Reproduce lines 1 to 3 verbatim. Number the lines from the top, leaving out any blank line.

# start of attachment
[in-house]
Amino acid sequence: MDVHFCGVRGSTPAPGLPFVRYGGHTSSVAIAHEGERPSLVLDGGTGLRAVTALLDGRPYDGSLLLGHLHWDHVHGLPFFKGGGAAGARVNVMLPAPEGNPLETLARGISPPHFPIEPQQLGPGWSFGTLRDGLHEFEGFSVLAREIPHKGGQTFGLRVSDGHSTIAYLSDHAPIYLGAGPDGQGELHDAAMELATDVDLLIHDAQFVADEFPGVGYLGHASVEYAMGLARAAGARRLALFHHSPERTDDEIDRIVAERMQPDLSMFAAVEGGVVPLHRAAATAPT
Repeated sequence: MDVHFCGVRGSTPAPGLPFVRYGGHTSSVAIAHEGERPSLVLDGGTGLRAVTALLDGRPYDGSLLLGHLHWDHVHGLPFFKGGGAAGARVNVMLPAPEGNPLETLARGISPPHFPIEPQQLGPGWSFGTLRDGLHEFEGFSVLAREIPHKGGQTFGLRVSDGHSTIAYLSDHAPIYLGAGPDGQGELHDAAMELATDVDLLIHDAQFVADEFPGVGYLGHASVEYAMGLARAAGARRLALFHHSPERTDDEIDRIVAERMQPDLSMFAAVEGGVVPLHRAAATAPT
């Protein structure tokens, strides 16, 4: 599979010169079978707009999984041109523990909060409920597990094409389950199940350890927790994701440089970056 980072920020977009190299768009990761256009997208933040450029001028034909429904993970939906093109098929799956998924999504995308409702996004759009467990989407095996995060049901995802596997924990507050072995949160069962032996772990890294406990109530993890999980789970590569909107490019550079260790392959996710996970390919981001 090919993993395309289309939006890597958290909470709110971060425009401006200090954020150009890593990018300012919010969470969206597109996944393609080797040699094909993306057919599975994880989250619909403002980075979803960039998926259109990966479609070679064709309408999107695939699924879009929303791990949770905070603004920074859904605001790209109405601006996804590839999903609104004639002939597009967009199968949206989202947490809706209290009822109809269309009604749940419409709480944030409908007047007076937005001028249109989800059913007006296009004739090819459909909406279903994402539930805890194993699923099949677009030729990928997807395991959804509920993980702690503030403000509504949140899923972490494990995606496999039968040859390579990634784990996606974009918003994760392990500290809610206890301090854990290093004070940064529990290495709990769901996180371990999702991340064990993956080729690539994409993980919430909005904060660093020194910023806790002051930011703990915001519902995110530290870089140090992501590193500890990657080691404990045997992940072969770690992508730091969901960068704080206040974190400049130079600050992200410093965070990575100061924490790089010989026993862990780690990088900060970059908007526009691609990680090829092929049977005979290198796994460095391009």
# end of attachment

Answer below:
[in-house]
Amino acid sequence: MDVHFCGVRGSTPAPGLPFVRYGGHTSSVAIAHEGERPSLVLDGGTGLRAVTALLDGRPYDGSLLLGHLHWDHVHGLPFFKGGGAAGARVNVMLPAPEGNPLETLARGISPPHFPIEPQQLGPGWSFGTLRDGLHEFEGFSVLAREIPHKGGQTFGLRVSDGHSTIAYLSDHAPIYLGAGPDGQGELHDAAMELATDVDLLIHDAQFVADEFPGVGYLGHASVEYAMGLARAAGARRLALFHHSPERTDDEIDRIVAERMQPDLSMFAAVEGGVVPLHRAAATAPT
Repeated sequence: MDVHFCGVRGSTPAPGLPFVRYGGHTSSVAIAHEGERPSLVLDGGTGLRAVTALLDGRPYDGSLLLGHLHWDHVHGLPFFKGGGAAGARVNVMLPAPEGNPLETLARGISPPHFPIEPQQLGPGWSFGTLRDGLHEFEGFSVLAREIPHKGGQTFGLRVSDGHSTIAYLSDHAPIYLGAGPDGQGELHDAAMELATDVDLLIHDAQFVADEFPGVGYLGHASVEYAMGLARAAGARRLALFHHSPERTDDEIDRIVAERMQPDLSMFAAVEGGVVPLHRAAATAPT